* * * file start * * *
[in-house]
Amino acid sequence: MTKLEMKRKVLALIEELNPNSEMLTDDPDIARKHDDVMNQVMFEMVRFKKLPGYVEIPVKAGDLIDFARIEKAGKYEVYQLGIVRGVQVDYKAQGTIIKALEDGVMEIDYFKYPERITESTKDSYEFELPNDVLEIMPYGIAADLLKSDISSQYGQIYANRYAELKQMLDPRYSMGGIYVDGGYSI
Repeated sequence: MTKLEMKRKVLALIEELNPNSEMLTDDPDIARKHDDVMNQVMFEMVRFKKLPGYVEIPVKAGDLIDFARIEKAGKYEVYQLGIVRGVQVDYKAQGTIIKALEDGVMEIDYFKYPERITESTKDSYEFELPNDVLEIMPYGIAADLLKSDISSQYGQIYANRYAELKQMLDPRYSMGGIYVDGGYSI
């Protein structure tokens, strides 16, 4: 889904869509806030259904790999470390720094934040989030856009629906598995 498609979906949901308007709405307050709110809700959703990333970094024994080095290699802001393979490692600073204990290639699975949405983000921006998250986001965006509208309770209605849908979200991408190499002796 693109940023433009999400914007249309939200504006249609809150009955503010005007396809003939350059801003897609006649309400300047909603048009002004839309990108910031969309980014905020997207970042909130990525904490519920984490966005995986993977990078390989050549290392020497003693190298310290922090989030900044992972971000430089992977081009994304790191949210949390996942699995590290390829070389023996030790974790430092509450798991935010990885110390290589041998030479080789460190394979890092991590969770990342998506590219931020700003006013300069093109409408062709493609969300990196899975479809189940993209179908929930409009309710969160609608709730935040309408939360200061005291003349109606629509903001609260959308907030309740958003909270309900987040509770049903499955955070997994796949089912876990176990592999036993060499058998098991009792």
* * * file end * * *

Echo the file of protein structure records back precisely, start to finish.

[in-house]
Amino acid sequence: MTKLEMKRKVLALIEELNPNSEMLTDDPDIARKHDDVMNQVMFEMVRFKKLPGYVEIPVKAGDLIDFARIEKAGKYEVYQLGIVRGVQVDYKAQGTIIKALEDGVMEIDYFKYPERITESTKDSYEFELPNDVLEIMPYGIAADLLKSDISSQYGQIYANRYAELKQMLDPRYSMGGIYVDGGYSI
Repeated sequence: MTKLEMKRKVLALIEELNPNSEMLTDDPDIARKHDDVMNQVMFEMVRFKKLPGYVEIPVKAGDLIDFARIEKAGKYEVYQLGIVRGVQVDYKAQGTIIKALEDGVMEIDYFKYPERITESTKDSYEFELPNDVLEIMPYGIAADLLKSDISSQYGQIYANRYAELKQMLDPRYSMGGIYVDGGYSI
């Protein structure tokens, strides 16, 4: 889904869509806030259904790999470390720094934040989030856009629906598995 498609979906949901308007709405307050709110809700959703990333970094024994080095290699802001393979490692600073204990290639699975949405983000921006998250986001965006509208309770209605849908979200991408190499002796 693109940023433009999400914007249309939200504006249609809150009955503010005007396809003939350059801003897609006649309400300047909603048009002004839309990108910031969309980014905020997207970042909130990525904490519920984490966005995986993977990078390989050549290392020497003693190298310290922090989030900044992972971000430089992977081009994304790191949210949390996942699995590290390829070389023996030790974790430092509450798991935010990885110390290589041998030479080789460190394979890092991590969770990342998506590219931020700003006013300069093109409408062709493609969300990196899975479809189940993209179908929930409009309710969160609608709730935040309408939360200061005291003349109606629509903001609260959308907030309740958003909270309900987040509770049903499955955070997994796949089912876990176990592999036993060499058998098991009792």